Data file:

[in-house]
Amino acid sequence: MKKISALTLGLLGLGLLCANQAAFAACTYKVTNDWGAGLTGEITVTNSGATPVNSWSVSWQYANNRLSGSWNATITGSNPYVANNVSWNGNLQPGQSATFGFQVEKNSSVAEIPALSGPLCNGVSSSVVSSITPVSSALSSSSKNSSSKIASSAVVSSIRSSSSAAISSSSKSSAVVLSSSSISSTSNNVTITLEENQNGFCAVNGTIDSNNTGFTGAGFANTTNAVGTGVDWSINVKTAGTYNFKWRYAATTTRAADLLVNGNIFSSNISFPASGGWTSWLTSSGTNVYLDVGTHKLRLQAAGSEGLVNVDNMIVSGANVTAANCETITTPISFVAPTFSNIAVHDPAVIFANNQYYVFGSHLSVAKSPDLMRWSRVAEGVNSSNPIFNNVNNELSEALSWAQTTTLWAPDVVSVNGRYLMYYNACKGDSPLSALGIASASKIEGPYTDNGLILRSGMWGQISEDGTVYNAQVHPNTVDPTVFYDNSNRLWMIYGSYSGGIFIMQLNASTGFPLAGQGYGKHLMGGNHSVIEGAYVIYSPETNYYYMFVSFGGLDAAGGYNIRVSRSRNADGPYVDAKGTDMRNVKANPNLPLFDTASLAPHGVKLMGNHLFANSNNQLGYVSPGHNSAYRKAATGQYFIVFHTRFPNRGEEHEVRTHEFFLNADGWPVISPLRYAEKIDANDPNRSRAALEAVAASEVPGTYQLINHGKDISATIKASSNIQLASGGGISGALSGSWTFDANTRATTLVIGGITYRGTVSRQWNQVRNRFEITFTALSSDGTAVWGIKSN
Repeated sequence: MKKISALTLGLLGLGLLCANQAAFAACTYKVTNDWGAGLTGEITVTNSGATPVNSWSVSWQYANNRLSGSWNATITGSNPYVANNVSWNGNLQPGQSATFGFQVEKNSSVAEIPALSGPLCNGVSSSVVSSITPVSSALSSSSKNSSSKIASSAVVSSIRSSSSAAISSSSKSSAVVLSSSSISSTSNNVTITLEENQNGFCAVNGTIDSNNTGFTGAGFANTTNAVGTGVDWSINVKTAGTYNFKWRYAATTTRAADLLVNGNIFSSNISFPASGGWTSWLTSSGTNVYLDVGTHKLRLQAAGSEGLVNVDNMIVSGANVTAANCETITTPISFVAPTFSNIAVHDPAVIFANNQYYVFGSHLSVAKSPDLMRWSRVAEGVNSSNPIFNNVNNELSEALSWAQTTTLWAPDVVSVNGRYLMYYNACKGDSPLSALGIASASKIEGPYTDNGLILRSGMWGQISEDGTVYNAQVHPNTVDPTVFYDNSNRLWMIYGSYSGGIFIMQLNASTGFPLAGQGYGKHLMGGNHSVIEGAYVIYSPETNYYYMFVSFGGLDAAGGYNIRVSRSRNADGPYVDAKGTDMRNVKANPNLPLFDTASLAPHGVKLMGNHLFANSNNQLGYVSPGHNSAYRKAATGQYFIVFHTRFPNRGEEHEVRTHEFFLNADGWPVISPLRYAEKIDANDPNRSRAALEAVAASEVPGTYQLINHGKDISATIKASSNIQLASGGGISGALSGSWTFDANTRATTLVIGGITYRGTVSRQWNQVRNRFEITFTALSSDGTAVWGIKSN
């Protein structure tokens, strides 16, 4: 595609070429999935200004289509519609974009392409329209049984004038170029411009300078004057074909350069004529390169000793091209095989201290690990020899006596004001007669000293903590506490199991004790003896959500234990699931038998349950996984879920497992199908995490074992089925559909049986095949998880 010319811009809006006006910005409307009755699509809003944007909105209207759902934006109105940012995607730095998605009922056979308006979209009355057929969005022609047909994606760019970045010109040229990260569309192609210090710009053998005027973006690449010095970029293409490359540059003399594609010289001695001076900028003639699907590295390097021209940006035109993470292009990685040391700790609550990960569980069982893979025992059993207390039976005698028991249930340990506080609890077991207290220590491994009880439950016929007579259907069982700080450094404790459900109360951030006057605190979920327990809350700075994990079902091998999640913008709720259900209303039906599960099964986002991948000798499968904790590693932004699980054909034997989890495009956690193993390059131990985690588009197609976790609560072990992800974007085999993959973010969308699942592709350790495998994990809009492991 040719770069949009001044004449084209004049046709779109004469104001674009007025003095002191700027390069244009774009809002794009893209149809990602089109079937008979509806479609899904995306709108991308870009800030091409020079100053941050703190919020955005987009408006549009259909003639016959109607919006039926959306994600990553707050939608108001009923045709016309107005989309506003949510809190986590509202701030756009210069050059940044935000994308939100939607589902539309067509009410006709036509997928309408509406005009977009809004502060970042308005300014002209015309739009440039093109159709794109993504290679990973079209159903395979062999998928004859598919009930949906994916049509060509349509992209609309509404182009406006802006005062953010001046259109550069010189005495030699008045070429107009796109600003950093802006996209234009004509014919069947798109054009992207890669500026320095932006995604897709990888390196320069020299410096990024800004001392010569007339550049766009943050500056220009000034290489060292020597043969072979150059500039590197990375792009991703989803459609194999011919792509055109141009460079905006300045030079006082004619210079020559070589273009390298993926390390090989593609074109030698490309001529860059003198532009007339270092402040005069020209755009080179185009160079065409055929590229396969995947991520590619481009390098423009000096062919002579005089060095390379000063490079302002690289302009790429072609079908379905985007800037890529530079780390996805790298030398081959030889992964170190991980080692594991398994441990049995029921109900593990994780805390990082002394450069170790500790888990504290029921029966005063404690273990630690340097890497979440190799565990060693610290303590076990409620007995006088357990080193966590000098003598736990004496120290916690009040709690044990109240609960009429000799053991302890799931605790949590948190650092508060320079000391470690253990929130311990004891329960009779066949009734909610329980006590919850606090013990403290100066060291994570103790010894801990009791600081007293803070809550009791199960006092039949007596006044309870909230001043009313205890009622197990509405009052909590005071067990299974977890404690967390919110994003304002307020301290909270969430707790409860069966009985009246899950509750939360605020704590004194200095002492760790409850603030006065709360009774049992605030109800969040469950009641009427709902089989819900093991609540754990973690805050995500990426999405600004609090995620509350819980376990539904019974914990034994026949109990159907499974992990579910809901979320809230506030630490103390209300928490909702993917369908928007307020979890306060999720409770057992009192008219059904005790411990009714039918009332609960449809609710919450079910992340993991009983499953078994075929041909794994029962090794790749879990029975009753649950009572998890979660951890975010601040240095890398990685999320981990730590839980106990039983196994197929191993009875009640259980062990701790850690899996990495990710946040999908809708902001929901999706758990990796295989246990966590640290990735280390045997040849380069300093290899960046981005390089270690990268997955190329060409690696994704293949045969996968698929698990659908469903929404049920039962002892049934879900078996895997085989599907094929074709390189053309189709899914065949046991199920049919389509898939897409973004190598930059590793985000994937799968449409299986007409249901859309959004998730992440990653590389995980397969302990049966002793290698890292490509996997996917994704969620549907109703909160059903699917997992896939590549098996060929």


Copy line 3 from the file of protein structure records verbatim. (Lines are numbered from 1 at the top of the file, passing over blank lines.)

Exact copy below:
Repeated sequence: MKKISALTLGLLGLGLLCANQAAFAACTYKVTNDWGAGLTGEITVTNSGATPVNSWSVSWQYANNRLSGSWNATITGSNPYVANNVSWNGNLQPGQSATFGFQVEKNSSVAEIPALSGPLCNGVSSSVVSSITPVSSALSSSSKNSSSKIASSAVVSSIRSSSSAAISSSSKSSAVVLSSSSISSTSNNVTITLEENQNGFCAVNGTIDSNNTGFTGAGFANTTNAVGTGVDWSINVKTAGTYNFKWRYAATTTRAADLLVNGNIFSSNISFPASGGWTSWLTSSGTNVYLDVGTHKLRLQAAGSEGLVNVDNMIVSGANVTAANCETITTPISFVAPTFSNIAVHDPAVIFANNQYYVFGSHLSVAKSPDLMRWSRVAEGVNSSNPIFNNVNNELSEALSWAQTTTLWAPDVVSVNGRYLMYYNACKGDSPLSALGIASASKIEGPYTDNGLILRSGMWGQISEDGTVYNAQVHPNTVDPTVFYDNSNRLWMIYGSYSGGIFIMQLNASTGFPLAGQGYGKHLMGGNHSVIEGAYVIYSPETNYYYMFVSFGGLDAAGGYNIRVSRSRNADGPYVDAKGTDMRNVKANPNLPLFDTASLAPHGVKLMGNHLFANSNNQLGYVSPGHNSAYRKAATGQYFIVFHTRFPNRGEEHEVRTHEFFLNADGWPVISPLRYAEKIDANDPNRSRAALEAVAASEVPGTYQLINHGKDISATIKASSNIQLASGGGISGALSGSWTFDANTRATTLVIGGITYRGTVSRQWNQVRNRFEITFTALSSDGTAVWGIKSN